Liz Truss’ energy plan is a “sticking plaster”, an expert has said, with more focus needed to decouple gas from electricity generation prices.
The new prime minister unveiled a package of support for homes and businesses last week in light of spiralling costs, including a cap on bills at £2,500 from October.
However, Mark Stewart, partner, and head of energy at business advisory Johnston Carmichael, said it doesn’t address the root cause of the problem.
“As a short term fix for helping the most vulnerable this winter, this plan is reasonably sound.
“However, it doesn’t address the fundamental issue of energy market reform and the decoupling of the price of gas and the price of electricity which is what the country really needs.”
Under the current system, wholesale prices are set by the variable cost of the “marginal plant”; a system that can react quickly to electricity demand, such as a gas turbine.
The grid takes what it can from sources like offshore wind, but this cannot act in the same way as gas because you cannot command wind to produce more electricity when it isn’t blowing.
Therefore gas prices often end up setting the wholesale electricity price because it is often the last source of supply to fully meet demand.
However, the ever-increasing participation of renewables in the system means over time, cheaper electricity produced by renewables energy will determine the price more often.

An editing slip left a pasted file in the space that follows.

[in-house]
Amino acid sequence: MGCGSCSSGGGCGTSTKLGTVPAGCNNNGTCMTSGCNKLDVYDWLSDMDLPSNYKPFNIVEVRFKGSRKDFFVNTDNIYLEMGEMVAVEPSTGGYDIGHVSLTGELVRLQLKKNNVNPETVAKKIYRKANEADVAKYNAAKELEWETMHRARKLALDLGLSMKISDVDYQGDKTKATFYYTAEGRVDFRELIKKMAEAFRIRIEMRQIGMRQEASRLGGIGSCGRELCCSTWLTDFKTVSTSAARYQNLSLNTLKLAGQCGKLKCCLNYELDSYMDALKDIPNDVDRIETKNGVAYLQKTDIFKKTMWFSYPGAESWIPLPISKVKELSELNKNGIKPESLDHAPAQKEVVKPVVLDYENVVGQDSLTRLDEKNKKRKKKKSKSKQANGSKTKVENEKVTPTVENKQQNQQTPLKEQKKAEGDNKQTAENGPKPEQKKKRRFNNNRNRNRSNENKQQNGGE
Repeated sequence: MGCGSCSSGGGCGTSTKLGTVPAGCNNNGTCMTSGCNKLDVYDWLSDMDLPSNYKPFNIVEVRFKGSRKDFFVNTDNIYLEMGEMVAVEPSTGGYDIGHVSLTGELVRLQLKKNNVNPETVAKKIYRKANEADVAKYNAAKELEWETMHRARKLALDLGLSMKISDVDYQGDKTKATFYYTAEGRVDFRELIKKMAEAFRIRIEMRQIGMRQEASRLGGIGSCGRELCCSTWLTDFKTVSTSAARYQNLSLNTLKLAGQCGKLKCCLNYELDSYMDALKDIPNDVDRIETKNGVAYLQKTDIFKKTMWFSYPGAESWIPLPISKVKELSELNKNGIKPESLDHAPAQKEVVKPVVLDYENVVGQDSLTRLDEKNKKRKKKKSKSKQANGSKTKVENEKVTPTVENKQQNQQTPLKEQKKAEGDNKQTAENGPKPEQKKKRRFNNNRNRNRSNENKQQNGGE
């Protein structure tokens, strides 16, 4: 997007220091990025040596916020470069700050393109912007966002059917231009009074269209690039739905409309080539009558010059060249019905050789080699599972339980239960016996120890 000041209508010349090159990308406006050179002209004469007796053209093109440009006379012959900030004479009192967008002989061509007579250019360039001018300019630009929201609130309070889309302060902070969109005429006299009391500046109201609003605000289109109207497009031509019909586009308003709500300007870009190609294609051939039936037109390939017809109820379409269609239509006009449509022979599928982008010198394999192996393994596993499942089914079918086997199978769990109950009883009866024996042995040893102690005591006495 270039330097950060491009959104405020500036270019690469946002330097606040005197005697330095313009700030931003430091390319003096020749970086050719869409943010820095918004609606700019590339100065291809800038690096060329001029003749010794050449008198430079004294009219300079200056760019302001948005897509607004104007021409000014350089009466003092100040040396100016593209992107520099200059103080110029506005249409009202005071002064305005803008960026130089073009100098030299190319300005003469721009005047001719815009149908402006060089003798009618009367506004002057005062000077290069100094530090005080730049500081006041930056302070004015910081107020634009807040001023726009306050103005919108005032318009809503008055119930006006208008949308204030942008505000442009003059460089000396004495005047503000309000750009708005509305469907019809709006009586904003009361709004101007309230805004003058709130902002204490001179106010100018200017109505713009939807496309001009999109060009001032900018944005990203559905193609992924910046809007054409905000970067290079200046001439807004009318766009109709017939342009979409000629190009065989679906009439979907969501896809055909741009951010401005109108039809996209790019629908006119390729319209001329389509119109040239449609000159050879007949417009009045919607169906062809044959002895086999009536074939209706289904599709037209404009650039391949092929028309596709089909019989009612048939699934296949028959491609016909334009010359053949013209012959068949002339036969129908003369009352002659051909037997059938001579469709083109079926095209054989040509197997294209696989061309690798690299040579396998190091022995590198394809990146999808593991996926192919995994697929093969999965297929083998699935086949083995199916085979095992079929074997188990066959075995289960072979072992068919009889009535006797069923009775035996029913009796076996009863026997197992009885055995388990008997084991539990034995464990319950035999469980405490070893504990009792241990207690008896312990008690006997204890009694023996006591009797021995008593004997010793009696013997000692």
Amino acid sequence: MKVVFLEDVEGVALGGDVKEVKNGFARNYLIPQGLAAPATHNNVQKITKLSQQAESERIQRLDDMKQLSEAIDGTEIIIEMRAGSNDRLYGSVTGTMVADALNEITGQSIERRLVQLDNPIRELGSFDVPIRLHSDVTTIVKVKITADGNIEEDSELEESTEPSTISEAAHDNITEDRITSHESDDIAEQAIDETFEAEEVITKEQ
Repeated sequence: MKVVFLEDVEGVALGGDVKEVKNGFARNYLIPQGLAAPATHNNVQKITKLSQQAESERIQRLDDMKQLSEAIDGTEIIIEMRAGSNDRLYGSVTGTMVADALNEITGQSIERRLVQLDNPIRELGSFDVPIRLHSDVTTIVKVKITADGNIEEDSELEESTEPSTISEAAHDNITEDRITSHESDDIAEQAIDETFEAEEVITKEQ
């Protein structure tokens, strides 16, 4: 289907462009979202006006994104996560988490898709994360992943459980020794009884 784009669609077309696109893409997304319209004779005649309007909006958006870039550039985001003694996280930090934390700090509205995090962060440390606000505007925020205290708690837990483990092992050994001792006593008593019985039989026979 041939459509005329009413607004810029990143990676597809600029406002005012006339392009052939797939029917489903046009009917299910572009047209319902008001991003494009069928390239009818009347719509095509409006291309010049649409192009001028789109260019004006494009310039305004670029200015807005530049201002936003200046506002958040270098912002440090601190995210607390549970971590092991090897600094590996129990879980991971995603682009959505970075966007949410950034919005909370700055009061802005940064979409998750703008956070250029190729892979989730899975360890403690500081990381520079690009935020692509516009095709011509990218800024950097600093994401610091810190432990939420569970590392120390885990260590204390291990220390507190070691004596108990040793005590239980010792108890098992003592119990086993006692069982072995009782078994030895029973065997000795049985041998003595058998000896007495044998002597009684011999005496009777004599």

Mr Stewart added: “At the moment, the marginal plant is expensive gas, driven by the Ukrainian conflict, which means that electricity prices from all sources, including renewables, are raised to the highest cost.
“Decoupling would allow electricity generated from cheaper renewable energy and nuclear, for example, to flow straight to customers.
“Whilst most consumers will welcome this plan, it is effectively just a sticking plaster that pushes the burden back in time. It does not address the root cause of the problem.
“Ultimately we need to remove the dependency on imported gas – we need the rapid proliferation of renewable energy and nuclear to reduce the volatility and take control of the energy mix.”
Last week Liz Truss told the Commons that discussions are taking place between Westminster and renewables generators with a view to moving them on to Contracts for Difference (CfD).
Currently, only a portion of offshore wind developers are on a CFD scheme, which guarantees a floor price for electricity, with developers giving back any excess.
Liz Truss said last week that nuclear and renewable generators will “move on to Contracts for Difference to end the situation where electricity prices are set by the marginal price of gas.
“This will mean that generators are receiving a fair price reflecting their cost of production. Further bringing down the cost of this intervention.”
The UK Government announced a consultation into this type of reform in July, which is open until October 10.